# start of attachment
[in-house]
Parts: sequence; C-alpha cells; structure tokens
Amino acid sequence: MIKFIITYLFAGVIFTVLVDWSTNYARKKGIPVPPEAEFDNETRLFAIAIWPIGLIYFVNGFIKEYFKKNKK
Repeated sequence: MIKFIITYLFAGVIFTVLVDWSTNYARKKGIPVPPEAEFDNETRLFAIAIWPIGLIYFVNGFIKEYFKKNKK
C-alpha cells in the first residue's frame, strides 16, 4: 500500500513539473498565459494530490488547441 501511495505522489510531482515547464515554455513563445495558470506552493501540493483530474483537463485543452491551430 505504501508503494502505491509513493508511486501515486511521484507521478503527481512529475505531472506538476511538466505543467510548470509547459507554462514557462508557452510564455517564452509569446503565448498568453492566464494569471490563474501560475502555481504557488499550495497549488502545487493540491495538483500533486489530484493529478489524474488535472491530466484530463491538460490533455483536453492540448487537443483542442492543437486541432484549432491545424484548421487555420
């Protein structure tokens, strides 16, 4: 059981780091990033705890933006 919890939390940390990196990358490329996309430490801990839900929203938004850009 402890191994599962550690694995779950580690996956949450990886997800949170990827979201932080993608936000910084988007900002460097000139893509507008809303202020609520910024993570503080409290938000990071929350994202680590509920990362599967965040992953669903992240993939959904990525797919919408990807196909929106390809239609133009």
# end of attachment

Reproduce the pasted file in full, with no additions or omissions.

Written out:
[in-house]
Parts: sequence; C-alpha cells; structure tokens
Amino acid sequence: MIKFIITYLFAGVIFTVLVDWSTNYARKKGIPVPPEAEFDNETRLFAIAIWPIGLIYFVNGFIKEYFKKNKK
Repeated sequence: MIKFIITYLFAGVIFTVLVDWSTNYARKKGIPVPPEAEFDNETRLFAIAIWPIGLIYFVNGFIKEYFKKNKK
C-alpha cells in the first residue's frame, strides 16, 4: 500500500513539473498565459494530490488547441 501511495505522489510531482515547464515554455513563445495558470506552493501540493483530474483537463485543452491551430 505504501508503494502505491509513493508511486501515486511521484507521478503527481512529475505531472506538476511538466505543467510548470509547459507554462514557462508557452510564455517564452509569446503565448498568453492566464494569471490563474501560475502555481504557488499550495497549488502545487493540491495538483500533486489530484493529478489524474488535472491530466484530463491538460490533455483536453492540448487537443483542442492543437486541432484549432491545424484548421487555420
């Protein structure tokens, strides 16, 4: 059981780091990033705890933006 919890939390940390990196990358490329996309430490801990839900929203938004850009 402890191994599962550690694995779950580690996956949450990886997800949170990827979201932080993608936000910084988007900002460097000139893509507008809303202020609520910024993570503080409290938000990071929350994202680590509920990362599967965040992953669903992240993939959904990525797919919408990807196909929106390809239609133009």